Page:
Revisiting the tubulin cofactors and Arl2 in the regulation of soluble αβ-tubulin pools and their effect on microtubule dynamics
- Jawdat Al-Bassam
- Molecular biology of the cell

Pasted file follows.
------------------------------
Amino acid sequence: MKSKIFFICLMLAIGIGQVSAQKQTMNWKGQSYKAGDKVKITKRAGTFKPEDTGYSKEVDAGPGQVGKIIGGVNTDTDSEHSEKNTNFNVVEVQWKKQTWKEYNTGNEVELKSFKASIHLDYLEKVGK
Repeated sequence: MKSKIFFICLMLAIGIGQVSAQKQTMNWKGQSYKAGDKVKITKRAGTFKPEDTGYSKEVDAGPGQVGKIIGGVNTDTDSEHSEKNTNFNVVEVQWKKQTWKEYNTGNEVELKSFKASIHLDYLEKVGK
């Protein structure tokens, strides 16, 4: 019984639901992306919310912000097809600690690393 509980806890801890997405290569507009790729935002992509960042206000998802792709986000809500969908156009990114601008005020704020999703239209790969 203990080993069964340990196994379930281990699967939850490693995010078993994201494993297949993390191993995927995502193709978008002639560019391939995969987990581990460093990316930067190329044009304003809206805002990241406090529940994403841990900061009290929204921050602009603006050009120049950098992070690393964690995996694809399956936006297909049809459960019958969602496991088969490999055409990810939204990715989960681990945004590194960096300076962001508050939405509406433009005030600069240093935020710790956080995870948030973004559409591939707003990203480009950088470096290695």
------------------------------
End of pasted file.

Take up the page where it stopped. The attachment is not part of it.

Overexpression of the beta-tubulin binding protein Rbl2p/cofactor A is lethal in yeast cells expressing a mutant alpha-tubulin, tub1-724, that produces unstable heterodimer. Here we use RBL2 overexpression to identify mutations in other genes that affect formation or stability of heterodimer. This approach identifies four genes-CIN1, CIN2, CIN4, and PAC2-as affecting heterodimer formation in vivo. The vertebrate homologues of two of these gene products-Cin1p/cofactor D and Pac2p/cofactor E-can catalyze exchange of tubulin polypeptides into preexisting heterodimer in vitro. Previous work suggests that both Cin2p or Cin4p act in concert with Cin1p in yeast, but no role for vertebrate homologues of either has been reported in the in vitro reaction. Results presented here demonstrate that these proteins can promote heterodimer formation in vivo. RBL2 overexpression in cin1 and pac2 mutant cells causes microtubule disassembly and enhanced formation of Rbl2p-beta-tubulin complex, as it does in the alpha-tubulin mutant that produces weakened heterodimer. Significantly, excess Cin1p/cofactor D suppresses the conditional phenotypes of that mutant alpha-tubulin. Although none of the four genes is essential for viability under normal conditions, they become essential under conditions where the levels of dissociated tubulin polypeptides increase. Therefore, these proteins may provide a salvage pathway for dissociated tubulin heterodimers and so rescue cells from the deleterious effects of free beta-tubulin.